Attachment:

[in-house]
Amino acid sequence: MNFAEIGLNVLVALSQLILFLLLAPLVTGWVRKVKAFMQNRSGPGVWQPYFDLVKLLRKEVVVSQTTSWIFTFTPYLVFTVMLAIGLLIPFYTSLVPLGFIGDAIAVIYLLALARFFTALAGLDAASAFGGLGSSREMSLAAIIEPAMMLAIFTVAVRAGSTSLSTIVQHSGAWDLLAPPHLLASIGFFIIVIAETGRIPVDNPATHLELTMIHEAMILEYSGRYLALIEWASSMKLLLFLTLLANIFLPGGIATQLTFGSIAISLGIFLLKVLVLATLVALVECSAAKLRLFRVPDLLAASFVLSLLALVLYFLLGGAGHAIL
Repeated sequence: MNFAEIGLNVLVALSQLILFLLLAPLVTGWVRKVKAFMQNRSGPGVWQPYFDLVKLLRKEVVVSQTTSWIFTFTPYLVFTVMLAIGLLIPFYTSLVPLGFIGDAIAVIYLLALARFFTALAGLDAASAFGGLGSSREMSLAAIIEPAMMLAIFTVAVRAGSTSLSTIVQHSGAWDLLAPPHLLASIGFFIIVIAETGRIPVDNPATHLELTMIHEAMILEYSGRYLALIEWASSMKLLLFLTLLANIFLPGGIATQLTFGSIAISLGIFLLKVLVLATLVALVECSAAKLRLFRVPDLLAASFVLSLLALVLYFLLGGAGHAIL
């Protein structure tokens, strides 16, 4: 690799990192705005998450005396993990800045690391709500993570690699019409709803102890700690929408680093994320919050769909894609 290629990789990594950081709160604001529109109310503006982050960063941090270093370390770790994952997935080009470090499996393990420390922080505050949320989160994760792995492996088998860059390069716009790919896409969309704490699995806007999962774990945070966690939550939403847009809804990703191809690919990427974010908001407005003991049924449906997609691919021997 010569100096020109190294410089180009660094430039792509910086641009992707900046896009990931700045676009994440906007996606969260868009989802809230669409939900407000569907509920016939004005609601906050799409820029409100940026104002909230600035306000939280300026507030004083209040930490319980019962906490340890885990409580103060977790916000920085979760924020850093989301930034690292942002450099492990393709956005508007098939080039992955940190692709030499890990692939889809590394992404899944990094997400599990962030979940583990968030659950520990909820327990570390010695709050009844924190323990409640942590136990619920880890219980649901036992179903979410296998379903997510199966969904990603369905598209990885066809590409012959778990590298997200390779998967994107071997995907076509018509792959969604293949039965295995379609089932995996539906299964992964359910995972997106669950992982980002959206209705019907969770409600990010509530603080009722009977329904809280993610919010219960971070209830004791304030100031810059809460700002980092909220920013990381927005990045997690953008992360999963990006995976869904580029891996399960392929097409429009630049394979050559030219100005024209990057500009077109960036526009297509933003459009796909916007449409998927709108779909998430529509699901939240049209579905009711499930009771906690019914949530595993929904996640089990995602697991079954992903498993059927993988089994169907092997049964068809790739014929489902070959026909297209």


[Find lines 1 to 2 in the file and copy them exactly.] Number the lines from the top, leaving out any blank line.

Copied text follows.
[in-house]
Amino acid sequence: MNFAEIGLNVLVALSQLILFLLLAPLVTGWVRKVKAFMQNRSGPGVWQPYFDLVKLLRKEVVVSQTTSWIFTFTPYLVFTVMLAIGLLIPFYTSLVPLGFIGDAIAVIYLLALARFFTALAGLDAASAFGGLGSSREMSLAAIIEPAMMLAIFTVAVRAGSTSLSTIVQHSGAWDLLAPPHLLASIGFFIIVIAETGRIPVDNPATHLELTMIHEAMILEYSGRYLALIEWASSMKLLLFLTLLANIFLPGGIATQLTFGSIAISLGIFLLKVLVLATLVALVECSAAKLRLFRVPDLLAASFVLSLLALVLYFLLGGAGHAIL